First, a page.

09 Dec Jonathan Cartu Declares: Hanukkah recipe: Adeena Sussman’s Chocolate-Orange Babka
Babka, or oogot shmarim, is so popular in Israel that recipes typically make two or three of the yeast-risen loaves. But, this recipe, from Adeena Sussman’s “Sababa: Fresh, Sunny Recipes From My Israeli Kitchen” (Avery; $35), makes a single buttery loaf swirled with a rich chocolate-orange filling that’s baked and then soaked with syrup — hence the name, Just One Chocolate-Orange Babka.
Take it to a small Hanukkah party or keep it on the counter for slicing and eating with coffee, the author writes. Don’t have a stand-up mixer? Not to worry. Given the small amount of dough, Sussman actually prefers using a food processor and plastic dough blade for this beautiful babka.
Just One Chocolate-Orange Babka
Makes 1 babka
2 cups all-purpose flour, plus more for the work surface
¼ cup sugar
1¼ teaspoons instant (rapid-rise) yeast
1 teaspoon fine sea salt
1 small orange
1/3 cup whole milk
1 large egg, beaten
¼ cup (½ stick) unsalted butter, slightly softened, cut into 2 pieces, plus more for buttering the pan
1¼ cups olive oil chocolate spread, softened, or Nutella
2 tablespoons heavy cream, warmed
3 ounces plain chocolate wafer-style cookies (such as Nabisco chocolate wafers or Teddy Grahams) pulverized into fine crumbs (about 2/3 cup)
6 tablespoons sugar
2 tablespoons orange juice (ideally reserved from babka making)
Make the babka: In the bowl of a food processor fitted with the dough blade (the plastic one you never use!), pulse the flour, sugar, yeast and salt 5 times.
Zest and juice the orange.
Warm the milk in the microwave just long enough to take the chill off of it, 15 seconds. Add the milk, egg, 2 tablespoons orange juice and half the orange zest (save the remaining juice and zest — you’ll be using them later) to the processor, pulse 5 times, then process until a soft, tacky dough is formed, 1 minute.
Add the butter and pulse 5 times, then process until a very soft, tacky, loose dough forms, another 30 to 45 seconds. Open the processor, press some plastic wrap right on top of the dough, and let it rest for 45 minutes.
Lay out a large piece of plastic wrap, scrape the dough into the center of the plastic wrap, flour your hands lightly and form the dough into a 5-inch square. Wrap it in plastic, and chill it for at least 6 hours and up to 24 hours (the longer you chill the dough, the more manageable it becomes and the flavor of the dough deepens and develops).
Butter a standard (4.5 by 8.5-inch) loaf pan, then line the pan with 2 crisscrossing strips of parchment paper, buttering between each layer and leaving a 2-inch overhang on all sides. Butter the sides of the parchment-lined pan.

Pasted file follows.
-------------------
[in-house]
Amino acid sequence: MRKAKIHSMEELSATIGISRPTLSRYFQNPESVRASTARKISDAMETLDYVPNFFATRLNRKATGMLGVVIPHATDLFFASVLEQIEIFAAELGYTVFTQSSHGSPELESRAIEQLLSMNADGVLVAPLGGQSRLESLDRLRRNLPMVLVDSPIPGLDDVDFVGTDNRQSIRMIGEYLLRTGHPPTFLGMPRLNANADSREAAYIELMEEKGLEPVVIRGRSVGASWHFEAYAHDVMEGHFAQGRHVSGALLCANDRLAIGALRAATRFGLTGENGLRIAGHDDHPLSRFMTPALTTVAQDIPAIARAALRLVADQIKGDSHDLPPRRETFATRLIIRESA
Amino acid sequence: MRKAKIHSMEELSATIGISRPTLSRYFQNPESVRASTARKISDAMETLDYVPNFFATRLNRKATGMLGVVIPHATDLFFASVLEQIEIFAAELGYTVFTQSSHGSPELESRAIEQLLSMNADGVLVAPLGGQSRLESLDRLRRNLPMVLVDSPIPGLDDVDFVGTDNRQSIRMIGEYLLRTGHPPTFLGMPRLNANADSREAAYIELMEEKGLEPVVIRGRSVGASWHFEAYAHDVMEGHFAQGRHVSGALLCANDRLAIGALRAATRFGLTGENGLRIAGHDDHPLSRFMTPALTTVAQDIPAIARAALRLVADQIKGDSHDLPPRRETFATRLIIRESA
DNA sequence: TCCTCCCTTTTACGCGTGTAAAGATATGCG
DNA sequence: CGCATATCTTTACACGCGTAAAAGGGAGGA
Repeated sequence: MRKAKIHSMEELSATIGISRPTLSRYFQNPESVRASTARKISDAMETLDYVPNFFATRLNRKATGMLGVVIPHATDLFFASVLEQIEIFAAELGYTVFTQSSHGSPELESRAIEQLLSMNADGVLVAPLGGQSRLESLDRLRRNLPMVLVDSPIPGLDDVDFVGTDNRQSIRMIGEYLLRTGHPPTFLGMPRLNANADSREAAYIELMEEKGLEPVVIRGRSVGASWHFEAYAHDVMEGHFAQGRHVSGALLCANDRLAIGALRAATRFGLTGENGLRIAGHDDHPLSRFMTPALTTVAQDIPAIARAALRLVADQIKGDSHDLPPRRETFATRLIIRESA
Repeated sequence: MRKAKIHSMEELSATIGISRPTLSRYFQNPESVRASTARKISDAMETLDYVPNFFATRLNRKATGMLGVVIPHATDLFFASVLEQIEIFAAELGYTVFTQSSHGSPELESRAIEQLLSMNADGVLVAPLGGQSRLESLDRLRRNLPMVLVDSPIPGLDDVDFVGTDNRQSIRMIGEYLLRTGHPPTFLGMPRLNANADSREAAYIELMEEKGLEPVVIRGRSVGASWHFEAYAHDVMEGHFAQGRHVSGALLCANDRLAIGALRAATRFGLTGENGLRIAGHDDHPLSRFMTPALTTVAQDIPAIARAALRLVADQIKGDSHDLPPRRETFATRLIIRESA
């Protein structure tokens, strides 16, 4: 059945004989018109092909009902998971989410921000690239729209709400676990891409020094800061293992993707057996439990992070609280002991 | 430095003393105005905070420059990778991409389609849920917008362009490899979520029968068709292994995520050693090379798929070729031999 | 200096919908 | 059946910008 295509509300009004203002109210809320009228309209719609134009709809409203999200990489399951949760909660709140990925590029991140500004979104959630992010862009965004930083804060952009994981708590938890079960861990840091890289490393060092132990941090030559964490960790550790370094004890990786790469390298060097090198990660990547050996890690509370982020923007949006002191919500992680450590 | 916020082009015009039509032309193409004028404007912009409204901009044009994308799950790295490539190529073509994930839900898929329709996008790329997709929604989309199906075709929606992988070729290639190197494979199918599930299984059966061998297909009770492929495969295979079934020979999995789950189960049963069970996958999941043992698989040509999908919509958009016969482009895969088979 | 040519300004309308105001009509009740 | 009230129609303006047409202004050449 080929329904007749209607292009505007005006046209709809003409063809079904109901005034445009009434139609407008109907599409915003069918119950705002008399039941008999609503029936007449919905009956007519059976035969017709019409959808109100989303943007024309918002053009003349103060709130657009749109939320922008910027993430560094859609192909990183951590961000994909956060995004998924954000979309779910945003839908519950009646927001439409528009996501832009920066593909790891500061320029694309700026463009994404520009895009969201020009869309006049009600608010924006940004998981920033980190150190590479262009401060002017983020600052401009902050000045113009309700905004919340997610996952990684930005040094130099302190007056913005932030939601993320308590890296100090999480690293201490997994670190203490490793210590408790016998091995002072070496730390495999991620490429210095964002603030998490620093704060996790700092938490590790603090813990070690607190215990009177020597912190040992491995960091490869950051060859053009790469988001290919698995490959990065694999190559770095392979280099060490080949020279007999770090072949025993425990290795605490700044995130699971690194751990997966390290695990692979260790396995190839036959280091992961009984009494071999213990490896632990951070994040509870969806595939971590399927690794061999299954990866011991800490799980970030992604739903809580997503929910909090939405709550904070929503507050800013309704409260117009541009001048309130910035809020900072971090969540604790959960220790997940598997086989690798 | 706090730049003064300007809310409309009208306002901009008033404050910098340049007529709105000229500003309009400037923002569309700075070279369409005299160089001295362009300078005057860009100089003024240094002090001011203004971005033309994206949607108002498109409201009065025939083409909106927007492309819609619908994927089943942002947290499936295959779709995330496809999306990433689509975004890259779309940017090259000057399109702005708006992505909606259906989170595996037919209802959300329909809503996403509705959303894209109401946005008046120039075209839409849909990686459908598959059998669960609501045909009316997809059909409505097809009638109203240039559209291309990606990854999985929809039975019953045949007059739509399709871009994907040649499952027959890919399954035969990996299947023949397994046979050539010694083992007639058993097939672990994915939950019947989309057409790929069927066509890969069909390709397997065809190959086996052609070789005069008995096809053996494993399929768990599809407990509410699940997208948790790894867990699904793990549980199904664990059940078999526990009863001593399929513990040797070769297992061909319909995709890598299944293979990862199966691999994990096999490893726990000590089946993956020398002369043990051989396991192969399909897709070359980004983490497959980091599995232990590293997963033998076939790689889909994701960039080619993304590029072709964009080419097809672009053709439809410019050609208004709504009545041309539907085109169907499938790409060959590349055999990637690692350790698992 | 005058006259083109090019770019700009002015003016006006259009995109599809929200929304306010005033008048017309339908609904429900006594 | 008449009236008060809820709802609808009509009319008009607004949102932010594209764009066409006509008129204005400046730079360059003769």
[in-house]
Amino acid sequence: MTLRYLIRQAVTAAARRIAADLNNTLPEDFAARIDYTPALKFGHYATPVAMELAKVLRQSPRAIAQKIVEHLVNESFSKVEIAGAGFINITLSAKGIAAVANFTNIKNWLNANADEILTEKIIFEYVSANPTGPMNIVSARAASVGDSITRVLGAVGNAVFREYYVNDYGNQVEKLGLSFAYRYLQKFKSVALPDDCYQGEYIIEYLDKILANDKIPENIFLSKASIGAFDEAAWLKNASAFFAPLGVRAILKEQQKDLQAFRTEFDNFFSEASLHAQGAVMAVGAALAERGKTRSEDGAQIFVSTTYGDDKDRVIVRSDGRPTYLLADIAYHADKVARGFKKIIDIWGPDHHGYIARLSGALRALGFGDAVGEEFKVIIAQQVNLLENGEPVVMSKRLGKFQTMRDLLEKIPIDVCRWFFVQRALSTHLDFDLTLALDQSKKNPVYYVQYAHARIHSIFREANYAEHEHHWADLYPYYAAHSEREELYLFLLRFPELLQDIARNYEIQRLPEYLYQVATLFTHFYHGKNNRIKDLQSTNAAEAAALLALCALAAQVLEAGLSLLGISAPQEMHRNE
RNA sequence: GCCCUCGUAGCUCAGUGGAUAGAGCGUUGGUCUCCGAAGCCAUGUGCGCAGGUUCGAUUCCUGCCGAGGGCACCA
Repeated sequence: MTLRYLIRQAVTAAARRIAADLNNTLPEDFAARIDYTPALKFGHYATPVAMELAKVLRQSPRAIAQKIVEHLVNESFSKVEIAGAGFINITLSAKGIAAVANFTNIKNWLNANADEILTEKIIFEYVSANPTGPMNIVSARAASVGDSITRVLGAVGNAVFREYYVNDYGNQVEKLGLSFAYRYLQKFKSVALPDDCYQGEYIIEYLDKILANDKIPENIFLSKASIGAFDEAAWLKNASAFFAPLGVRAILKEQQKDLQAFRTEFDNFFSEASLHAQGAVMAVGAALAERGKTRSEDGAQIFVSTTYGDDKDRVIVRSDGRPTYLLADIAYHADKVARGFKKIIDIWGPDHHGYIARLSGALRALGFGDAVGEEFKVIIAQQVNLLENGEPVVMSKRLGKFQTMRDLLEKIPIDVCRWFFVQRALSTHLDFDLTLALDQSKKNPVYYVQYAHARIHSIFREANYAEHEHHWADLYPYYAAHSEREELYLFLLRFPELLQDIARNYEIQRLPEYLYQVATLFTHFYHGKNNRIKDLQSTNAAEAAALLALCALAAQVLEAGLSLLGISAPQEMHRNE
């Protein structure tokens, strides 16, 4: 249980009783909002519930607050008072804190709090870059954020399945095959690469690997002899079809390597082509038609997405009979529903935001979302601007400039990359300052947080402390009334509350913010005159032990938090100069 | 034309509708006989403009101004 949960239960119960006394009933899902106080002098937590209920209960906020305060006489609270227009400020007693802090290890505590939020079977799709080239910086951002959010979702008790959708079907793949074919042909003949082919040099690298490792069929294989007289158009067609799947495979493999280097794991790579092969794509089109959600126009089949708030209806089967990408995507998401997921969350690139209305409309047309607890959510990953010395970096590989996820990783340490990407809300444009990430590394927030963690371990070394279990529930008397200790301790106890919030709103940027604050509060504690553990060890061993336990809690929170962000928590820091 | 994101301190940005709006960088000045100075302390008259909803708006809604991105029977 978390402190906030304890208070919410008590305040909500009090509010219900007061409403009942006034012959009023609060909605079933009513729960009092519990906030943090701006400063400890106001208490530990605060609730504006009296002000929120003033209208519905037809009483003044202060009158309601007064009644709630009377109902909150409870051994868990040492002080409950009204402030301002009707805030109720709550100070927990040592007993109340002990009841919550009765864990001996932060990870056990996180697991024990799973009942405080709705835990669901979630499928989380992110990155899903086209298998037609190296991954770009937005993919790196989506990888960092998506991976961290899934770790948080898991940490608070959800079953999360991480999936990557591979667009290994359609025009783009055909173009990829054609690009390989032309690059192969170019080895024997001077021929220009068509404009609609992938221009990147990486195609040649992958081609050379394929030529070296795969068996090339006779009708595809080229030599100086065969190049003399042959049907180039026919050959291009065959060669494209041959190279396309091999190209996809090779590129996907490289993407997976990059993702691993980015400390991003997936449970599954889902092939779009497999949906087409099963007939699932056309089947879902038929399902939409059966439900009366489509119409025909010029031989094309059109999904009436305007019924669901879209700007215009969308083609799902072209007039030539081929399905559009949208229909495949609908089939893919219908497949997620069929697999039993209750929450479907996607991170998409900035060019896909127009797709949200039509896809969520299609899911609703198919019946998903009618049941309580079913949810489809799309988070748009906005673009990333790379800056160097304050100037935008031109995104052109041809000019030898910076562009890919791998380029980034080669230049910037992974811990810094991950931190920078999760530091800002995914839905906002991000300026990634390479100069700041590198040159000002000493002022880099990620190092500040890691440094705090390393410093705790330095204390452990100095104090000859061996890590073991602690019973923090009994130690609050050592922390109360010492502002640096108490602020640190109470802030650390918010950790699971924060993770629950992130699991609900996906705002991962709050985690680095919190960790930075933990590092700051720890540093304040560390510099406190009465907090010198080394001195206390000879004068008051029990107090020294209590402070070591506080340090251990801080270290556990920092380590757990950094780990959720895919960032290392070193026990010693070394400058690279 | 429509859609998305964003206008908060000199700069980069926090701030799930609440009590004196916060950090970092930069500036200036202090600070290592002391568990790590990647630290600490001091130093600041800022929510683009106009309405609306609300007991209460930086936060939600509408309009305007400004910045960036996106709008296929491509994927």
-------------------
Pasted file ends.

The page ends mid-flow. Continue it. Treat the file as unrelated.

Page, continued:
Microwave the chocolate spread on high for 10 seconds. Then stir in the cream, chocolate crumbs and remaining orange zest until incorporated.
Lightly flour a work surface. Remove the dough from the fridge and roll it out into a 14-inch square (or as much of a square as you can). Spread the chocolate mixture on the dough, leaving a 1-inch border around the edges. Roll the dough into a tight log, then slice it up the middle lengthwise into 2 equal strips (you should see stripes of chocolate facing up). Pinch the top ends together, then twist the strips around each other, trying not to stretch out the length too much, until you have a lovely twist with the chocolate exposed.
Fit the twisted dough, exposed-chocolate side up, into the parchment-lined loaf pan, cover with a clean kitchen towel, and let the babka rise in a warm place until doubled in size, 1½ to 2 hours.
Preheat the oven to 350 degrees. Bake the babka until deeply golden brown on top, 45 to 50 minutes.
While the babka is cooking, make the syrup: In a very small saucepan, bring the sugar, orange juice and 2 tablespoons water to a low boil over medium heat. Reduce the heat and simmer until the sugar dissolves, 2 to 3 minutes. Remove from heat.
When the babka is done, remove it from the oven and, while still warm, brush it with the syrup, letting the syrup soak into the babka between brushings.
— From “Sababa: Fresh, Sunny Flavors from My Israeli Kitchen” by Adeena Sussman (Avery; $35)